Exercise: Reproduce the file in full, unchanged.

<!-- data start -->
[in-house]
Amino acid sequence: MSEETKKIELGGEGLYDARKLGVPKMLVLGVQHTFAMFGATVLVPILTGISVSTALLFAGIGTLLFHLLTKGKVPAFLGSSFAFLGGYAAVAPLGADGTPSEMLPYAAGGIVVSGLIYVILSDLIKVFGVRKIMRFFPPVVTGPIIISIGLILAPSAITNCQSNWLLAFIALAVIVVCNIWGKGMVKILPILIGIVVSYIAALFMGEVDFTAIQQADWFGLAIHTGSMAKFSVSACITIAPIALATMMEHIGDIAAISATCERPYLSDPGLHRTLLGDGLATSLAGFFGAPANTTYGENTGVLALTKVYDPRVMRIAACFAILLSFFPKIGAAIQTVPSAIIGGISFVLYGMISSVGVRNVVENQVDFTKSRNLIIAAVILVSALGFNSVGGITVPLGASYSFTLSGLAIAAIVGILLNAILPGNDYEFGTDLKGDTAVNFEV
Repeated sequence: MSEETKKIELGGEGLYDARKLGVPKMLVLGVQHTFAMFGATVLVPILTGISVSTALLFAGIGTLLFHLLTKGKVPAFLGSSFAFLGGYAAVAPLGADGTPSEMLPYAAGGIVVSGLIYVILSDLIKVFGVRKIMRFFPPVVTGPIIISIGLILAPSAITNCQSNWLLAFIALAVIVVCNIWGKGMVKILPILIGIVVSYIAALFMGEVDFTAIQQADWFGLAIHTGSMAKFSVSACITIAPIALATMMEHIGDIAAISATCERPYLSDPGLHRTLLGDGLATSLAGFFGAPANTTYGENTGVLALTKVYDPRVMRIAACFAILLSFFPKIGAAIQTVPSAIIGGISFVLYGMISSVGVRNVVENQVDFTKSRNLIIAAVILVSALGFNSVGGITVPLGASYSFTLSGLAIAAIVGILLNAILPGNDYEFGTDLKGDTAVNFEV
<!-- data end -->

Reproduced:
[in-house]
Amino acid sequence: MSEETKKIELGGEGLYDARKLGVPKMLVLGVQHTFAMFGATVLVPILTGISVSTALLFAGIGTLLFHLLTKGKVPAFLGSSFAFLGGYAAVAPLGADGTPSEMLPYAAGGIVVSGLIYVILSDLIKVFGVRKIMRFFPPVVTGPIIISIGLILAPSAITNCQSNWLLAFIALAVIVVCNIWGKGMVKILPILIGIVVSYIAALFMGEVDFTAIQQADWFGLAIHTGSMAKFSVSACITIAPIALATMMEHIGDIAAISATCERPYLSDPGLHRTLLGDGLATSLAGFFGAPANTTYGENTGVLALTKVYDPRVMRIAACFAILLSFFPKIGAAIQTVPSAIIGGISFVLYGMISSVGVRNVVENQVDFTKSRNLIIAAVILVSALGFNSVGGITVPLGASYSFTLSGLAIAAIVGILLNAILPGNDYEFGTDLKGDTAVNFEV
Repeated sequence: MSEETKKIELGGEGLYDARKLGVPKMLVLGVQHTFAMFGATVLVPILTGISVSTALLFAGIGTLLFHLLTKGKVPAFLGSSFAFLGGYAAVAPLGADGTPSEMLPYAAGGIVVSGLIYVILSDLIKVFGVRKIMRFFPPVVTGPIIISIGLILAPSAITNCQSNWLLAFIALAVIVVCNIWGKGMVKILPILIGIVVSYIAALFMGEVDFTAIQQADWFGLAIHTGSMAKFSVSACITIAPIALATMMEHIGDIAAISATCERPYLSDPGLHRTLLGDGLATSLAGFFGAPANTTYGENTGVLALTKVYDPRVMRIAACFAILLSFFPKIGAAIQTVPSAIIGGISFVLYGMISSVGVRNVVENQVDFTKSRNLIIAAVILVSALGFNSVGGITVPLGASYSFTLSGLAIAAIVGILLNAILPGNDYEFGTDLKGDTAVNFEV